Nagilum: To understand death, I must amass information on every aspect of it. Every kind of dying. The experiments shouldn't take more than a third of your crew, maybe half.
Dr. Kate Pulaski: Why do I get the feeling that this was not the time to join this ship?
Counselor Deanna Troi: You're worried.
Capt. Picard: With reason.
Counselor Deanna Troi: About Worf or Commander Riker?
Capt. Picard: Both. I think it is perhaps best to be ignorant of certain elements of Klingon psyche.
[Riker and Worf have run one of Worf's rigorous calisthenics programs on the holodeck]
Commander William T. Riker: You do this every day?
Lieutenant Worf: No, Commander. Usually, my calisthenics are more... intense. But those sessions are too personal to be shared.
Commander William T. Riker: I'll bet they are.
[Worf is faced with a duplicated bridge and Riker on the "USS Yamato"]
Lieutenant Worf: What's going on? A ship has one bridge. One bridge! One Riker, one bridge!
Dr. Kate Pulaski: [of Data] It does know how to do these things, doesn't it?
Capt. Picard: Commander Data knows precisely what he's doing.
Dr. Kate Pulaski: Forgive me, Mr. Data. I am not accustomed to working with non-living devices that...
Dr. Kate Pulaski: [composes herself] Forgive me again. Your service record says that you *are* alive. I must accept that.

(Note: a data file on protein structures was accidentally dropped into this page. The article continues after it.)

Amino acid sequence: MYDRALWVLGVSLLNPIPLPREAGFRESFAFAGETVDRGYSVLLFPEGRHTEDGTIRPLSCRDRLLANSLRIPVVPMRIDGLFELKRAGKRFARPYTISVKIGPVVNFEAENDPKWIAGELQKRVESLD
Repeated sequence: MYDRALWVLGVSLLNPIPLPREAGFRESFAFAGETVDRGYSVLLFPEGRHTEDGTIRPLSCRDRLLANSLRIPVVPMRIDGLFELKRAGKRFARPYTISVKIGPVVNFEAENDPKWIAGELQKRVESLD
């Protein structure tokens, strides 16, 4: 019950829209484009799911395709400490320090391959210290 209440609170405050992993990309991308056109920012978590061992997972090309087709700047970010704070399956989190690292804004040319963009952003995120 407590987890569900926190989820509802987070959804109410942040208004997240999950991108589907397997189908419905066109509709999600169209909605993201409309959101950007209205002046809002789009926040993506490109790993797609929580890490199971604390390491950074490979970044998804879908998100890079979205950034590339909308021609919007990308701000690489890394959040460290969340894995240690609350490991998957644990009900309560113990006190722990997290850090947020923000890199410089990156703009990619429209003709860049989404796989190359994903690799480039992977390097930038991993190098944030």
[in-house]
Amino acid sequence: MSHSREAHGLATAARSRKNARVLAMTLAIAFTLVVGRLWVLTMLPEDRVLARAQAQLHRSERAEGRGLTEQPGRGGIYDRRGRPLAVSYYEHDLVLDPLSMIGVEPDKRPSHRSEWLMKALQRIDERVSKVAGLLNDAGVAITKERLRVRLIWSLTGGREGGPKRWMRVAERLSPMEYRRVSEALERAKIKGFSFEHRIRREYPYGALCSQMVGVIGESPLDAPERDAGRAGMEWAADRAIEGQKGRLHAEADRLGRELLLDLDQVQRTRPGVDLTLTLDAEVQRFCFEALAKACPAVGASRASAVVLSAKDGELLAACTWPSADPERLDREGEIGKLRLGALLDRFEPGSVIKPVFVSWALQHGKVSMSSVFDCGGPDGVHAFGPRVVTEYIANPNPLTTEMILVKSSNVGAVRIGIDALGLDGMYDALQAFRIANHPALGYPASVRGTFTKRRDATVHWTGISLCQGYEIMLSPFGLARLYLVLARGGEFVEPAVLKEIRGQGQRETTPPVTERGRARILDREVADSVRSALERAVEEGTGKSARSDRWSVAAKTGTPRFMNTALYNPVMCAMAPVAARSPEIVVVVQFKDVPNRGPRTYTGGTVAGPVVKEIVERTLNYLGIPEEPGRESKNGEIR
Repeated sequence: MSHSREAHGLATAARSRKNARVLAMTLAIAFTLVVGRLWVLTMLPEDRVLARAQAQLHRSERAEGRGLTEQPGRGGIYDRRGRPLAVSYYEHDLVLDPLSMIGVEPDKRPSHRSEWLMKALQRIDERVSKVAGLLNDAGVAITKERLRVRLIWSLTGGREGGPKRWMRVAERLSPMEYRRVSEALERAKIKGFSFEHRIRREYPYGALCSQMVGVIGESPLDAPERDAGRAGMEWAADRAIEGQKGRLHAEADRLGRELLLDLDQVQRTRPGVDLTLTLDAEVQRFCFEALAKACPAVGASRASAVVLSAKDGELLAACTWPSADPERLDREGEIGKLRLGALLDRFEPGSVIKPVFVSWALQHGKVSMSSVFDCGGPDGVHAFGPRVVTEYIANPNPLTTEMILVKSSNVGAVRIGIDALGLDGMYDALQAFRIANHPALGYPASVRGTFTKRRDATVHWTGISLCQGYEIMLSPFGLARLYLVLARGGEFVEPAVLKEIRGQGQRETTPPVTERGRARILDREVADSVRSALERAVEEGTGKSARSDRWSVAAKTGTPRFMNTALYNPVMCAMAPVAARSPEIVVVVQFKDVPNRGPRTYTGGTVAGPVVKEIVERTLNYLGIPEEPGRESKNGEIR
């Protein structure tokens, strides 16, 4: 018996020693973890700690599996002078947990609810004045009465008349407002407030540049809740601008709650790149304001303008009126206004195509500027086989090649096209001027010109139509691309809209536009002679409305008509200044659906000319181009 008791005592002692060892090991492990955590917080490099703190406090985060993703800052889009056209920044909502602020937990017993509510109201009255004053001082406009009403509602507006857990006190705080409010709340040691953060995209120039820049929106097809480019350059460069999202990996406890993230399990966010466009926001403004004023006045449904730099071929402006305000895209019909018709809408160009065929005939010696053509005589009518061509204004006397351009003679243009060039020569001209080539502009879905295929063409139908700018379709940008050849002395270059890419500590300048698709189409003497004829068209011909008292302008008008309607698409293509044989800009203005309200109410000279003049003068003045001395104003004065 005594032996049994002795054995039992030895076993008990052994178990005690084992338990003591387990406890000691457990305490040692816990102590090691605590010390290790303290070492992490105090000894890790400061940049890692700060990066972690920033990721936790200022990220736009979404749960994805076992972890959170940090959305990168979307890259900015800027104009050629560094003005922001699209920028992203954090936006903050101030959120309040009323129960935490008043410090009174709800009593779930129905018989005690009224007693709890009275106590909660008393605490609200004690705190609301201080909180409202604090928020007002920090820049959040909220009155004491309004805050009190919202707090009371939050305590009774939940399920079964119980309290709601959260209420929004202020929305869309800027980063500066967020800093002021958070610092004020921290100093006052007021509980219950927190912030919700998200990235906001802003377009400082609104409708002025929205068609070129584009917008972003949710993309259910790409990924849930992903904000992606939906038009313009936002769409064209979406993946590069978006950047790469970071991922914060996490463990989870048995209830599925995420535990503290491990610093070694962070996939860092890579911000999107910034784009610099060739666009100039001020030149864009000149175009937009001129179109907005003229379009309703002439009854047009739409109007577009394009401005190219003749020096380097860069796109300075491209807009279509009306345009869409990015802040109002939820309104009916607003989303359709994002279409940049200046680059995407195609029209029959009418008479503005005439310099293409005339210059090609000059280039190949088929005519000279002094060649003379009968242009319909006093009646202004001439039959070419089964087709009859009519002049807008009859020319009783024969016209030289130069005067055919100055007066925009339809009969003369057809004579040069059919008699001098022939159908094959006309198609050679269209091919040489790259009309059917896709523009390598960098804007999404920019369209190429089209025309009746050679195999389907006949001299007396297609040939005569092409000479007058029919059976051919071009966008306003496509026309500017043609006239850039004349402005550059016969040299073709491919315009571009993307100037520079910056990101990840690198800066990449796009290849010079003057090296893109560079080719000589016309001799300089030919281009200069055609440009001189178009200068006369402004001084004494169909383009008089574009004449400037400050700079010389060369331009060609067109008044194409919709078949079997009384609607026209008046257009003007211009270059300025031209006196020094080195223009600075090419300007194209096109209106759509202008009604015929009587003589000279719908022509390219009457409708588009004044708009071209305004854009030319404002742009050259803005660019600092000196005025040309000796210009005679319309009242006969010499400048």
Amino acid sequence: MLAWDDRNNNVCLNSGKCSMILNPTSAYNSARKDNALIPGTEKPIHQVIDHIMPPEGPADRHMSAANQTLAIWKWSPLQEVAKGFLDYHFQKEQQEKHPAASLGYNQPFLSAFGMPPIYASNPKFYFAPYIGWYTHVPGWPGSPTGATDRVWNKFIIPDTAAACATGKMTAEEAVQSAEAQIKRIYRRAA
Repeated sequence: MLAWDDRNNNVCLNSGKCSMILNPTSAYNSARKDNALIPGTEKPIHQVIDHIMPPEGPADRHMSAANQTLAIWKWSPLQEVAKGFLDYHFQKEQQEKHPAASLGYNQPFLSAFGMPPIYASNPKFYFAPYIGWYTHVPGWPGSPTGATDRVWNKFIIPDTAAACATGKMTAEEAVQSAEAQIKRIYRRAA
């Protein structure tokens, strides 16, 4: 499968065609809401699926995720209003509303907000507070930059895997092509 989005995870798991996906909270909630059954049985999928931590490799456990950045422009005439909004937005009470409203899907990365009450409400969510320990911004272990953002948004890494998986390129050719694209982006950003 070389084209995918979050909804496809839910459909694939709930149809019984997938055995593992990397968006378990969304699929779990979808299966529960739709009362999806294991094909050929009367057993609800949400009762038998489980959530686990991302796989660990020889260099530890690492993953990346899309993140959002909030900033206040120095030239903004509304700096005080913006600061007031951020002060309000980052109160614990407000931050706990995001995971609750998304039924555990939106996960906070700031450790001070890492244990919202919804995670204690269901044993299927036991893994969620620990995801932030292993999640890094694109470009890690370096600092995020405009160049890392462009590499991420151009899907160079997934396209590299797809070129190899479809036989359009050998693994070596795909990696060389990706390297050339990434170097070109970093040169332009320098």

Lieutenant Worf: [to himself] At ease, Lieutenant, at ease.
Capt. Picard: Ensign, put us back on course, warp 3.
Wesley Crusher: Aye, sir, warp 3.
Commander William T. Riker: And Ensign, if you encounter any holes... steer clear.
Capt. Picard: Under the circumstances, I think there is only one decision. I will not stand by while half my crew is slaughtered.
Lt. Cmdr. Data: Sir, I do not believe there is anything you can do to prevent it.
Capt. Picard: Yes, there is.
Dr. Kate Pulaski: What?
Capt. Picard: Destroy the Enterprise.
Dr. Kate Pulaski: Isn't that a little like curing the disease by killing the patient?
Commander William T. Riker: [Worf loses control during a training exercise] The exercise is over!
[Worf doesn't hear him, and attacks]
Commander William T. Riker: AT EASE, LIEUTENANT!
Capt. Picard: Captain's log, supplemental. We remain like a fly in amber trapped in the void. We have encountered a vessel which appears to be the USS Yamato. All its systems are shown as functioning, yet it seems devoid of life. Commander Riker is leading an away team - hopefully the answer lies over there.